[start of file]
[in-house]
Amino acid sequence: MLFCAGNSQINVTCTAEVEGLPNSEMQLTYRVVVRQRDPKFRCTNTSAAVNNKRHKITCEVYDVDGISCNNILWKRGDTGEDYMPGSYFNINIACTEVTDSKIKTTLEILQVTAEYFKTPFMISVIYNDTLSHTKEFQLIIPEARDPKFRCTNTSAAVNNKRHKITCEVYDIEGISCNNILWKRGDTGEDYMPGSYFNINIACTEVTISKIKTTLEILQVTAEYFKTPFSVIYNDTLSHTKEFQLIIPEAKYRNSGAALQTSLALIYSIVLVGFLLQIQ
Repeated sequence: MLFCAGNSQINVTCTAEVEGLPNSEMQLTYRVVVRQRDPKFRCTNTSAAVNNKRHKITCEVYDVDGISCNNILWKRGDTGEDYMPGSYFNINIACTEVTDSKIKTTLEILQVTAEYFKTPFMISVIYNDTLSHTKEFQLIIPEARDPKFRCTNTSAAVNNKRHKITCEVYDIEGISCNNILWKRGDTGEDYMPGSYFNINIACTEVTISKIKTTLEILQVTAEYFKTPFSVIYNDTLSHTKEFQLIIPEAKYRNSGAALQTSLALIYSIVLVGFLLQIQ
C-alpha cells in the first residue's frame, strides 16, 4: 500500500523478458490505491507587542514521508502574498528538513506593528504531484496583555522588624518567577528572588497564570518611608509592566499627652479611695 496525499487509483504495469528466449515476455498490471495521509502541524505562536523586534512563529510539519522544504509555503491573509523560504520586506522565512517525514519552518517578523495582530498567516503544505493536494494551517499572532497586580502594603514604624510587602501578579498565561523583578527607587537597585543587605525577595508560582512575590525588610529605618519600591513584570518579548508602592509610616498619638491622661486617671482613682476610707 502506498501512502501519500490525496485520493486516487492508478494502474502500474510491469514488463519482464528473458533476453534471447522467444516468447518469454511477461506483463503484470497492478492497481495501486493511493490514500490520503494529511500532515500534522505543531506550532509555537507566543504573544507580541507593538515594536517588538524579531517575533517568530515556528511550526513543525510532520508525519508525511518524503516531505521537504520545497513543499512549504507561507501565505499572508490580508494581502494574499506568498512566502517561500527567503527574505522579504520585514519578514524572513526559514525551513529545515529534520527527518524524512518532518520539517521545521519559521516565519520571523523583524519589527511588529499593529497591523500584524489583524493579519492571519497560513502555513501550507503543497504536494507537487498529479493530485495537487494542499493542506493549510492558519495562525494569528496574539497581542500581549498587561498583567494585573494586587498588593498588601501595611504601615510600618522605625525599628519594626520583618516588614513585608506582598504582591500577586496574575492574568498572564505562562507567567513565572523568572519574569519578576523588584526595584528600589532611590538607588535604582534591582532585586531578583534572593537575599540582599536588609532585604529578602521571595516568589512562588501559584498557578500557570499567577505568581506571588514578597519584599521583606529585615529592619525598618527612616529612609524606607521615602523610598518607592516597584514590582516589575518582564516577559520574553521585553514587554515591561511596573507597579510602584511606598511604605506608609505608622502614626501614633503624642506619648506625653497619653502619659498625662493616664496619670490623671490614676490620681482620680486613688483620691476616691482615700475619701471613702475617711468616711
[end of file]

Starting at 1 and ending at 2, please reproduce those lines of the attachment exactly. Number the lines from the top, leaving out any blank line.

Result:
[in-house]
Amino acid sequence: MLFCAGNSQINVTCTAEVEGLPNSEMQLTYRVVVRQRDPKFRCTNTSAAVNNKRHKITCEVYDVDGISCNNILWKRGDTGEDYMPGSYFNINIACTEVTDSKIKTTLEILQVTAEYFKTPFMISVIYNDTLSHTKEFQLIIPEARDPKFRCTNTSAAVNNKRHKITCEVYDIEGISCNNILWKRGDTGEDYMPGSYFNINIACTEVTISKIKTTLEILQVTAEYFKTPFSVIYNDTLSHTKEFQLIIPEAKYRNSGAALQTSLALIYSIVLVGFLLQIQ